Parliament in S. Africa ends itself


CAPE TOWN, South Africa -- South Africa's Parliament essentially voted itself out of existence yesterday, overwhelmingly approving a new constitution that clears the way for a government dominated by the country's black majority.

"The end of this Parliament is not a funeral, but a birth," President F. W. de Klerk told the legislature. "It is not an end, but a new beginning.

"There will be another parliament but this time a parliament without a legitimacy problem. The parliamentary traditions will continue, but this time without the albatross of injustice, exclusion and discrimination hanging around its neck."

The 237-to-45 ratification vote came in the late afternoon, after a long night of bargaining with groups opposed to the new constitution and a long day of emotional speeches as members of Parliament's three segregated chambers -- one each for whites, Indians and mixed-race coloreds -- bid farewell to their institutions.

The white House of Assembly, which dominated the legislature, overwhelmingly supported the new charter, 132 to 42.

However, in keeping with the fluidity of South Africa's current political situation, yesterday may not have been the final sitting of the tripartite Parliament before the April 27 national elections.

Negotiators for the government, the African National Congress and the Freedom Alliance -- a group that opposes the constitution -- ended marathon talks early yesterday by agreeing to keep talking for another month.

The negotiators stipulated that if acceptable amendments can be worked out, the Parliament would reconvene to consider them.

The Freedom Alliance wants a constitution that delegates more power to the country's regions, while lessening the central government's authority.

The alliance's members are white right-wing groups, plus Mangosuthu Buthelezi's Zulu-based Inkatha Freedom Party and representatives of two independent homelands set up under apartheid as "countries" for South Africa's blacks.

The alliance agreed with the government and the ANC to consider reopening talks in January on the basis of a draft agreement committing them to support the election.

Separate talks between the ANC and the Afrikaner Volksfront, a member of the Freedom Alliance seeking a separate homeland for the white Afrikaner population, will also continue.

The howling of a summer gale whipping through this port city resonated in the rhetoric inside the legislative buildings as more than one speaker remarked on the winds of change sweeping through the country.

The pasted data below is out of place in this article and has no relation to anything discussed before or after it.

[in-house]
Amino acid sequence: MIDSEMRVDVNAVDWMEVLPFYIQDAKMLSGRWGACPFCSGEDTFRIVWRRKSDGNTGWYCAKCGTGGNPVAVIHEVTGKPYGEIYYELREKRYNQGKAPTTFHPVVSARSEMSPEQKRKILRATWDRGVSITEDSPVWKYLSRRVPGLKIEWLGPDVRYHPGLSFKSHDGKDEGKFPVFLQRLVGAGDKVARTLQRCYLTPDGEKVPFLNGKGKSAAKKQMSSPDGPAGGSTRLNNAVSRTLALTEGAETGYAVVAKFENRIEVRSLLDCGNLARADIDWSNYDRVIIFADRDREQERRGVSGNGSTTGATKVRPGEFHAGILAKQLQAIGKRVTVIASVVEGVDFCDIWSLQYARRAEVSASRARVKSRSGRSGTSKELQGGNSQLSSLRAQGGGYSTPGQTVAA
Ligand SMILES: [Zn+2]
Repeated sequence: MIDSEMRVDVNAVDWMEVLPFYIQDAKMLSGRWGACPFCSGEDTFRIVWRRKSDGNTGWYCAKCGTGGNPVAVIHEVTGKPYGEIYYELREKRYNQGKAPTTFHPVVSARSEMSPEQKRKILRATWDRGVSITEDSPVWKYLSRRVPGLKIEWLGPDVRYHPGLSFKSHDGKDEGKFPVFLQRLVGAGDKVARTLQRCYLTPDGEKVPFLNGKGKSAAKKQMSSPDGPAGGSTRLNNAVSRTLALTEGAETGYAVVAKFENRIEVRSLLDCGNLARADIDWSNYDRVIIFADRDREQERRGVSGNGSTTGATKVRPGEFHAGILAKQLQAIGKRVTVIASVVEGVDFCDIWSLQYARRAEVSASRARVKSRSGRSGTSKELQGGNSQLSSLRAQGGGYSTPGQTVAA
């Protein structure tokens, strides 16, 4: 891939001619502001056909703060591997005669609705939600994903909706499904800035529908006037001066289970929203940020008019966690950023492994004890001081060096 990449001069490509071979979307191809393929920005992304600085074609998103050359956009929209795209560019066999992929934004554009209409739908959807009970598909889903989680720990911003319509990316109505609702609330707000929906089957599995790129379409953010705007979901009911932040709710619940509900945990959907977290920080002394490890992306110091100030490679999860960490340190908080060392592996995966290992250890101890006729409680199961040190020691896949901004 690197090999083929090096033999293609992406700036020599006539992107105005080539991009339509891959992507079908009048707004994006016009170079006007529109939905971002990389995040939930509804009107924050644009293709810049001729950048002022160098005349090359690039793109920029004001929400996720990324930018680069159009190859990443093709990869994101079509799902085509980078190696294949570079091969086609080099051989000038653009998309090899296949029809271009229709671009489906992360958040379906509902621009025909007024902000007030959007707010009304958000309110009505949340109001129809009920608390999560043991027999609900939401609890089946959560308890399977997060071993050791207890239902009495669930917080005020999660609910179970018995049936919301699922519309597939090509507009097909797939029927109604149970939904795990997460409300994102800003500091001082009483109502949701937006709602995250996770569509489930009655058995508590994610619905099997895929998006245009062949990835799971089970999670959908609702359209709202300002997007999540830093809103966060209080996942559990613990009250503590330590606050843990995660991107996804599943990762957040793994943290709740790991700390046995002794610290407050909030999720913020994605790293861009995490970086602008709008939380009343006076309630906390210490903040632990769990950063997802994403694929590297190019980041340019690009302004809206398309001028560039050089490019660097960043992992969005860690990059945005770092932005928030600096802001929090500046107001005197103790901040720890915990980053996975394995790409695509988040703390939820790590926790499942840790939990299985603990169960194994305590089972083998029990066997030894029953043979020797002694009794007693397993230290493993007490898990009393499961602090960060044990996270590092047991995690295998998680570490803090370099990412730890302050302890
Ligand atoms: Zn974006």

The final word went to Mr. de Klerk. The day before he had launched his National Party's campaign for the April elections saying it was a battle "between the new National Party and the old ANC," which is heavily favored to win this first non-racial election.

But yesterday, the man who began this process four years ago, put on his statesman's hat, closing the session with a brief, poignant speech:

"By accepting a new constitution, we took South Africa over the threshold of history into a new era with all its dangers, opportunities and challenges.

"Over the past week, I sat and listened patiently to the attacks andrecriminations, insults and condemnations emanating from

certain benches -- often from former personal friends," he said of the debate on the constitution.

"I listened well. I re-examined myself before God and my conscience. And I wish to say here today that I am more convinced than ever that I made the right choices.

"There is no other way to insure justice than the democratic way of offering full participation to all South Africans. Every form of racism and discrimination has to be opposed."

The loudest discordant notes came from the Conservative Party, which also seeks an Afrikaner state.

"Everyone wants us to get on a train to a destination that we don't want to go to," party leader Ferdi Hartzenberg told journalists earlier in the day.

"This is a train to communism, not a train to freedom," he said.

"If the constitution is passed in this form, the Conservative Party will begin a struggle for our freedom that will certainly not end until we are free," said Corne Mulder, another Conservative Party leader.

When the Conservative Party members finished their remarks, the members of that party stood up and sang "Die Stem," the country's current national anthem.

Only members of the Conservative Party stood for what most thought was the first time the anthem has been sung in Parliament.

Following the singing, a member of the spectators' gallery was ushered out by guards as he shouted at Mr. de Klerk in Afrikaans.

Later, two Conservative Party legislators were forced to leave the hall by the speaker when they refused to retract their shouts of "Traitor" made as the vote was taken.

For the Parliament, it was a rare day in the spotlight as this body has been forced to the wings of South Africa's political stage, first by the negotiations that came up with the constitution, and now by the new Transitional Executive Council, a multiparty, multiracial group that has considerable control over the government leading up to the elections.

In addition to the constitution, the Parliament passed legislation setting up an independent commission to conduct the April election and a measure to give the port of Walvis Bay, currently South African territory, to Namibia, the country that surrounds it.

The constitution passed yesterday sets up a government of national unity that will run South Africa for five years as it works out a final version of the constitution according to principles approved by the negotiators.

The first president, who will be chosen by the 400 members of the National Assembly picked in the April 27 vote, is expected to be ANC chief Nelson Mandela. But his Cabinet will include members from every significant party and the president is required to seek their consensus on decisions.

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